Source: purchased from Amazon
Formats available: paperback, ebook, audiobook
Genres: cozy mystery, mystery
Series: Southern Ladies Mystery #2
Published by Berkley on September 29, 2015
Purchasing Info: Author's Website, Publisher's Website, Amazon, Barnes & Noble, Kobo, Bookshop.org
The New York Times bestselling author of Bless Her Dead Little Heart and the Cats in the Stacks mysteries brings back the Ducote sisters, two spry Southern sleuths.
An’gel and Dickce Ducote tend to stay put in Athena, Mississippi, but a wedding is a good reason to say a temporary farewell to Charlie Harris’s cat Diesel and go visit relatives. But while their stay in Louisiana is scorching hot, the atmosphere at the wedding is downright cold, with bride-to-be Sondra Delevan putting her trust fund above little things like love and loyalty.
When a violent storm supposedly sweeps Sondra off a balcony to her death, the sisters discover that many of the guests attending the wedding had major reasons to object to Sondra’s marriage. Now, it’s up to An’gel and Dickce to use their down-home instincts to expose dubious alibis, silver-plated secrets, and one relentless murderer who lives for “till death do us part.”
On what was feeling that Mondayest Monday ever, I needed a comfort read. Since I’m currently caught up with the Cat in the Stacks series, I turned to the same author’s Southern Ladies Mystery series to sink into a whole lot of cozy, with animal companions both around me and between the pages – along with just a couple of dead bodies to add a bit of excitement. But not too much.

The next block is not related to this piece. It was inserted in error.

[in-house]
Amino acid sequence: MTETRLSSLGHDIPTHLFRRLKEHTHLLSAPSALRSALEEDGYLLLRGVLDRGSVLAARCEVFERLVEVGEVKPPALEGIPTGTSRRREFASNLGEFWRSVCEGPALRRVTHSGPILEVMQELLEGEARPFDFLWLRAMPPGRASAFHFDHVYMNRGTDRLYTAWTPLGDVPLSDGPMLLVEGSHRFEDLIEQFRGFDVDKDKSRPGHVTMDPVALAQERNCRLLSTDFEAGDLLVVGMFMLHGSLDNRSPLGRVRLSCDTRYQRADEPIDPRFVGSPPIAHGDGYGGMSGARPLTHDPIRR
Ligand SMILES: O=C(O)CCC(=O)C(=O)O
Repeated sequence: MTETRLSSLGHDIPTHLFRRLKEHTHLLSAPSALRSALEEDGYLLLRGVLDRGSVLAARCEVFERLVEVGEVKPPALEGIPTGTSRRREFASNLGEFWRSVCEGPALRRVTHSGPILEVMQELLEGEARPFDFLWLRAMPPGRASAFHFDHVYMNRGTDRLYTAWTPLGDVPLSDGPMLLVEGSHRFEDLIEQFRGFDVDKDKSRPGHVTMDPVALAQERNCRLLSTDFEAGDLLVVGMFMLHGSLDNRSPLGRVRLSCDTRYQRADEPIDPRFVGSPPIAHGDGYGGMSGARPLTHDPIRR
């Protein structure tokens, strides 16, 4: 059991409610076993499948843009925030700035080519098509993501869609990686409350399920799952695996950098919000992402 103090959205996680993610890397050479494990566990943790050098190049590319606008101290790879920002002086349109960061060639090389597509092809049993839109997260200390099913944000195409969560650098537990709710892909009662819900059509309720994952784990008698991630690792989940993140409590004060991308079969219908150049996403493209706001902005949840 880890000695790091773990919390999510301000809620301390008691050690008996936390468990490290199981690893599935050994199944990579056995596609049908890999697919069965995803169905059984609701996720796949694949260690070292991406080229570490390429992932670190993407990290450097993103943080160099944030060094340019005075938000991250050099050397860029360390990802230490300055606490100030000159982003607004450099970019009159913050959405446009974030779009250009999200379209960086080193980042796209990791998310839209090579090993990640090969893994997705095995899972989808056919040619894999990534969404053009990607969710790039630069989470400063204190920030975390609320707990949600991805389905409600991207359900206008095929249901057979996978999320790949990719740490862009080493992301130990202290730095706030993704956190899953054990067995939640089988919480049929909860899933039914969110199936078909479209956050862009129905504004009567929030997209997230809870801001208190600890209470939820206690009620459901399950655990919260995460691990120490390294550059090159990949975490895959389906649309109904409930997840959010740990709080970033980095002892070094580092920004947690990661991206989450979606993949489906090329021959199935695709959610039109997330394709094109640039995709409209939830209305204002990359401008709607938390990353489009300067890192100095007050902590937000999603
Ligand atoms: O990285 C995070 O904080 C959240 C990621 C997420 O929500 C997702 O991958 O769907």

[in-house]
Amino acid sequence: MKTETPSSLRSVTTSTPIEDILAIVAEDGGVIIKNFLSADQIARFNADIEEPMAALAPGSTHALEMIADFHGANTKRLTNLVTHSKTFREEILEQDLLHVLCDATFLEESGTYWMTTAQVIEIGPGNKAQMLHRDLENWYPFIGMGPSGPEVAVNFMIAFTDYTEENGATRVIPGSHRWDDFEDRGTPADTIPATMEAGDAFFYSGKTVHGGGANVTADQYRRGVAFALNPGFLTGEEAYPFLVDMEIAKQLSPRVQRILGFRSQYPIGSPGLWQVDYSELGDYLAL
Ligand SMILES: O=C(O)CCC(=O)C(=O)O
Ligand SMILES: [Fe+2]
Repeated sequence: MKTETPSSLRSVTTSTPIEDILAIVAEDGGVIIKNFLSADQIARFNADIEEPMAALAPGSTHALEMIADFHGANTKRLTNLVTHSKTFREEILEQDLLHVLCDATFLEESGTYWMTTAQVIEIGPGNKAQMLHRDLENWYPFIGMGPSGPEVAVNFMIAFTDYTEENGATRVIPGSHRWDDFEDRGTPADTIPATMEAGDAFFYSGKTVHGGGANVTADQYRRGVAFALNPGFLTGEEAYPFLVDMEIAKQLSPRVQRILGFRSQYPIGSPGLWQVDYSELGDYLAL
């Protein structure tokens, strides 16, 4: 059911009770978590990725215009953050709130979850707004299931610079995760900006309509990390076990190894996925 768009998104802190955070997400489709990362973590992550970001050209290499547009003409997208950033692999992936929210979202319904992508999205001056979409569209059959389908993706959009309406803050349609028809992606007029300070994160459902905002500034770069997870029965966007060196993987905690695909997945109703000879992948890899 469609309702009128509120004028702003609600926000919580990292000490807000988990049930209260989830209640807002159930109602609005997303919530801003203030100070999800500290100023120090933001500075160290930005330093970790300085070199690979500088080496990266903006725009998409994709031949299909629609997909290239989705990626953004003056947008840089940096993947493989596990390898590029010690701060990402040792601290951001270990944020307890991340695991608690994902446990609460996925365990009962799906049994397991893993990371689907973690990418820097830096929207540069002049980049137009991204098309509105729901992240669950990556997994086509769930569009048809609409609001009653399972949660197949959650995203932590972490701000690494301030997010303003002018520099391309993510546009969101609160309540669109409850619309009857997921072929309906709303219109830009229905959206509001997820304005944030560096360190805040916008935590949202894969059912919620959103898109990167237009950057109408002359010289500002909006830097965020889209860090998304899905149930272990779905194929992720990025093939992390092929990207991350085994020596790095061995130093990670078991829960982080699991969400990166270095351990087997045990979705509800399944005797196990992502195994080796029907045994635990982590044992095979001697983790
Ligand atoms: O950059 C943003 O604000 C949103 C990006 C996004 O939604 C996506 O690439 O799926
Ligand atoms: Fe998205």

Dead with the Wind is a story about family ties. The ones that bind get the Ducote Sisters into this situation, but it’s the ties that strangle that lead to the murder. Not that someone shouldn’t have strangled Sondra Delevan a long time ago.
The Ducote Sisters are in St. Ignatiusville, Louisiana at their cousin Mireille’s antebellum city mansion for Sondra’s wedding. An occasion that does not get off to an auspicious start when An’gel Ducote righteously dumps a vase filled with water on Sondra’s overreacting head.
I’d say Sondra was a bridezilla, but that implies that she’s normally a halfway reasonable human being and is only being such a demanding bitch because of the wedding, and that’s not remotely the case. Sondra is demanding bitch 100% of the time and always has been. She’s one of those adults that people other than her immediate family look at and think that the universe would have been better off if she’d been disciplined instead of indulged a few – possibly a lot – of times in her childhood when it would have done some good.
So when Sondra is murdered, it’s not so much that the reader is surprised that someone killed her as amazed that it didn’t happen a whole lot sooner.
But the circumstances of Sondra’s death are rather suspicious, because her death and the manner of it fall all too closely on the heels of the housekeeper proclaiming that the wedding is ill-omened as it resembles a long-ago tragedy much too much. There’s a long arm of coincidence here that is way too long to convince either of the Ducote Sisters.
That before her death Sondra was such a heartless little bitch as to stage a scene that drove her grandmother, the Ducotes’ Cousin Mireille, into a heart attack and her grave does not help anyone to think well of the recently and spectacularly departed Sondra, but it does make the Sisters wonder just who benefits from both of those deaths.